Weekly IP Takeaways

Prepared by Cislo & Thomas LLP Attorney Mark D. Nielsen, Ph.D.

1. The Fourth Circuit Court of Appeals recently issued a decision on personal jurisdiction in a copyright infringement case where the alleged infringement was taking place on the internet. Since the early days of the World Wide Web, most courts have followed, or at least relied upon, the Zippo case in assessing whether jurisdiction existed in the internet context. While not an internet jurisdiction case, the Supreme Court made some significant alterations to the personal jurisdiction analysis in 2014 in Walden v. Fiore. In a case considering a pair of websites that allowed for music piracy from streaming videos with music in which the defendant was apparently based in Russia, the Fourth Circuit did not strictly follow Zippo’s “passive” versus “interactive” website distinction. Instead, taking Walden v. Fiore into account, the Court engaged in a more holistic personal jurisdiction analysis than merely “passive” versus “interactive” and considered in which it diminished its reliance on the money-generating and advertising activities of the defendant via his websites. Specifically, the Court found persuasive for establishing personal jurisdiction the facts that the defendant had numerous users of the sites in the forum state, and engaged in geo-targeted advertising into the forum (via third-party brokers). The Court also noted that the Internet had significantly changed since Zippo, which was decided in 1997. The key takeaway here is that for analysis of personal jurisdiction where a website forms the crux of the basis for jurisdiction, additional arguments beyond a mere Zippo analysis are available and should be considered.

2. Notably, however, a decision out of the Eastern District of Michigan (which is in the Sixth Circuit), followed Zippo to find the existence of personal jurisdiction over a non-resident defendant that did not have a presence in Michigan. The plaintiff and defendant formerly did business together in connection with disposable vaping devices. That business relationship ended, and the plaintiff learned that the defendant was allegedly continuing to sell over the internet devices that appeared to be the plaintiff’s, but which allegedly were not, to customers in Michigan. The defendant filed a motion to dismiss for lack of personal jurisdiction arguing that it had no presence in Michigan, and its website was passive. The Court found otherwise, determining under Zippo that the website was interactive because a buyer had to confirm he or she was over the age of 21, enter credit card details, and enter a delivery address for the products. The Court added that, “[t]he defendant’s conduct of taking orders online and knowingly selling products directly to Michigan customers through its website clearly constitutes, ‘an action of the defendant purposefully directed toward the forum.’” The takeaway here is that, at least in the Sixth Circuit, Zippo remains alive and well. It behoove plaintiffs to allege Zippo and non-Zippo-related facts in their complaints and oppositions to motions to dismiss in order to try to hold the case in the forum of choice.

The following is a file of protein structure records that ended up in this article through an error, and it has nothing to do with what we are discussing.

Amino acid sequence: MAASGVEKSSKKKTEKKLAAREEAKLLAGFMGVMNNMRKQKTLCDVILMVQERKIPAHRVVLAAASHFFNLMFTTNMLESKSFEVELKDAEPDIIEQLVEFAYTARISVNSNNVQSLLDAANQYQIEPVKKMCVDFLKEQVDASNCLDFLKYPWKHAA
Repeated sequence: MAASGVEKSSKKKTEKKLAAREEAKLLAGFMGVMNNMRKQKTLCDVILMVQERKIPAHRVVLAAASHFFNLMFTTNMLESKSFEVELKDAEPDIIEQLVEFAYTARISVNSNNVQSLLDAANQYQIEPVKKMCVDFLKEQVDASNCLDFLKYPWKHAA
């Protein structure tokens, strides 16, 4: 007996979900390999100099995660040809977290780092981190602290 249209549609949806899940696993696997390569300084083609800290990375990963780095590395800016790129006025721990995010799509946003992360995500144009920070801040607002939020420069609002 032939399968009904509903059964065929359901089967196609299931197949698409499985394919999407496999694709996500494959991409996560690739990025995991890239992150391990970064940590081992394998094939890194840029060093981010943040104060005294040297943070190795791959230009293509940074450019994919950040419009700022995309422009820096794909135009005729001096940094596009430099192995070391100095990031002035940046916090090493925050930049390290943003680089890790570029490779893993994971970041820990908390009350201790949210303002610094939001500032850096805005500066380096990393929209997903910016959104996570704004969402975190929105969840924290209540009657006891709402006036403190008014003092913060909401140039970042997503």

3. In a case involving Buzzfeed’s alleged removal of copyright management information (CMI) from a photograph taken by a freelance photographer, the Second Circuit construed the so-called “double scienter” language of Section 1202(b) of the DMCA and found that it requires, among other things, that the defendant distributed works or copies of works knowing that copyright management information (CMI) had been altered or removed without authorization from the copyright owner. As to the second scienter element, the question is the extent of knowledge required and knowledge of what? The statute states that a defendant “knowing, or, … having reasonable grounds to know that [the alteration or removal of CMI] will induce, enable, facilitate, or conceal an infringement …, the Second Circuit found that in the case of Buzzfeed here, that it knew or had reasonable grounds to know that the removal of CMI in this case would conceal an infringement – its own. Thus, actual knowledge that the alteration or removal of CMI would induce, enable, facilitate, or conceal an infringement was not required, but merely that one had reasonable grounds to know. The opinion is here.